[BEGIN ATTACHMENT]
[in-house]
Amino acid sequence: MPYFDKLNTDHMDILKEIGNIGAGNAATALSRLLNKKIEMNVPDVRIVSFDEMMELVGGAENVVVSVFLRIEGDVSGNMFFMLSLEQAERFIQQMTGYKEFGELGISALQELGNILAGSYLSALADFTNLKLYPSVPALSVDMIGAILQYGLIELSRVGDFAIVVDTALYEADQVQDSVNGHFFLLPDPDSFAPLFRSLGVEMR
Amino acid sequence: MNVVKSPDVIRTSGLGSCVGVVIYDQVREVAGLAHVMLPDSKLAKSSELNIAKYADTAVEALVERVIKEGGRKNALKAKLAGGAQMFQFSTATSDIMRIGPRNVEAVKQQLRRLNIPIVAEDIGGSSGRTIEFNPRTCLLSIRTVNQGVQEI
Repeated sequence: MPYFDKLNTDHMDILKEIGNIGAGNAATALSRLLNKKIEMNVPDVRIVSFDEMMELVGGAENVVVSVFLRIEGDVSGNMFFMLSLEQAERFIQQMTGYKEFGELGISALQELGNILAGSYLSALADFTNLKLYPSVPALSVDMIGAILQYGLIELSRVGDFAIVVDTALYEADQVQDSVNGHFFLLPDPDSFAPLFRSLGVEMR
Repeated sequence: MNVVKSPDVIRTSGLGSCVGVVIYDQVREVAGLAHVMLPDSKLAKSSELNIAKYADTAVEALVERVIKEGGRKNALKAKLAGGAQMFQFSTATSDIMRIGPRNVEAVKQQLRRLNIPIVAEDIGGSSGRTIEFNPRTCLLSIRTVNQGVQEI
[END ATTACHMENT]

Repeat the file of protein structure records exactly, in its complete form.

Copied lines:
[in-house]
Amino acid sequence: MPYFDKLNTDHMDILKEIGNIGAGNAATALSRLLNKKIEMNVPDVRIVSFDEMMELVGGAENVVVSVFLRIEGDVSGNMFFMLSLEQAERFIQQMTGYKEFGELGISALQELGNILAGSYLSALADFTNLKLYPSVPALSVDMIGAILQYGLIELSRVGDFAIVVDTALYEADQVQDSVNGHFFLLPDPDSFAPLFRSLGVEMR
Amino acid sequence: MNVVKSPDVIRTSGLGSCVGVVIYDQVREVAGLAHVMLPDSKLAKSSELNIAKYADTAVEALVERVIKEGGRKNALKAKLAGGAQMFQFSTATSDIMRIGPRNVEAVKQQLRRLNIPIVAEDIGGSSGRTIEFNPRTCLLSIRTVNQGVQEI
Repeated sequence: MPYFDKLNTDHMDILKEIGNIGAGNAATALSRLLNKKIEMNVPDVRIVSFDEMMELVGGAENVVVSVFLRIEGDVSGNMFFMLSLEQAERFIQQMTGYKEFGELGISALQELGNILAGSYLSALADFTNLKLYPSVPALSVDMIGAILQYGLIELSRVGDFAIVVDTALYEADQVQDSVNGHFFLLPDPDSFAPLFRSLGVEMR
Repeated sequence: MNVVKSPDVIRTSGLGSCVGVVIYDQVREVAGLAHVMLPDSKLAKSSELNIAKYADTAVEALVERVIKEGGRKNALKAKLAGGAQMFQFSTATSDIMRIGPRNVEAVKQQLRRLNIPIVAEDIGGSSGRTIEFNPRTCLLSIRTVNQGVQEI